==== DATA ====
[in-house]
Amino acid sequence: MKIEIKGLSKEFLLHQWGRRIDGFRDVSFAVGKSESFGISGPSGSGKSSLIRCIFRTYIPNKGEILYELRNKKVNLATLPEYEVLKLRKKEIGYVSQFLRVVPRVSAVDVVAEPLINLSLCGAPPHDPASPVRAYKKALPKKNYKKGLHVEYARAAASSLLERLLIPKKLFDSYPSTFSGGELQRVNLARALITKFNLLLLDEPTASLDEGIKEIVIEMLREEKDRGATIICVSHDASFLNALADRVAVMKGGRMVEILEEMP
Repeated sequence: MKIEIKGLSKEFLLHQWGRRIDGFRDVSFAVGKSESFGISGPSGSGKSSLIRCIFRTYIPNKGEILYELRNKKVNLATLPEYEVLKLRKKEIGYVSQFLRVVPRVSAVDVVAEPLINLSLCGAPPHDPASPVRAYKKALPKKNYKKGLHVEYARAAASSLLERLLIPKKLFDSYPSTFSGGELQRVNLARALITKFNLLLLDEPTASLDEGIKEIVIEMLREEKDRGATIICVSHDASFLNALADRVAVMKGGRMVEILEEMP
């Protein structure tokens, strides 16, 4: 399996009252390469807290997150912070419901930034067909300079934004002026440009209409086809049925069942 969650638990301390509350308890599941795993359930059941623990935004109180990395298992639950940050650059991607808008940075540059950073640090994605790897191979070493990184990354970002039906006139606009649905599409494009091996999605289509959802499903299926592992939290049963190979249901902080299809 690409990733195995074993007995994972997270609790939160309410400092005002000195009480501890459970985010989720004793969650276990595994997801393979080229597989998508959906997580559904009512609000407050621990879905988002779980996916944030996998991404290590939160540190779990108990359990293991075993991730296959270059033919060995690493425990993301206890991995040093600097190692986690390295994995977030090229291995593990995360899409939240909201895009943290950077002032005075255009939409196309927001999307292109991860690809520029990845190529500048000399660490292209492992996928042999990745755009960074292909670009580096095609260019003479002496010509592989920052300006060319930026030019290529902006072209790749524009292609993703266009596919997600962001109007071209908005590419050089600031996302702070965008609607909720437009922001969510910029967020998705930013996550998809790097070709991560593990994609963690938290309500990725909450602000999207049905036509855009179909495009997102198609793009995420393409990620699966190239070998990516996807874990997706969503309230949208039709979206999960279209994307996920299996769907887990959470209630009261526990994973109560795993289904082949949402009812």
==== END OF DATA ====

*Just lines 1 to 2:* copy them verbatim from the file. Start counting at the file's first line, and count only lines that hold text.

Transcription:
[in-house]
Amino acid sequence: MKIEIKGLSKEFLLHQWGRRIDGFRDVSFAVGKSESFGISGPSGSGKSSLIRCIFRTYIPNKGEILYELRNKKVNLATLPEYEVLKLRKKEIGYVSQFLRVVPRVSAVDVVAEPLINLSLCGAPPHDPASPVRAYKKALPKKNYKKGLHVEYARAAASSLLERLLIPKKLFDSYPSTFSGGELQRVNLARALITKFNLLLLDEPTASLDEGIKEIVIEMLREEKDRGATIICVSHDASFLNALADRVAVMKGGRMVEILEEMP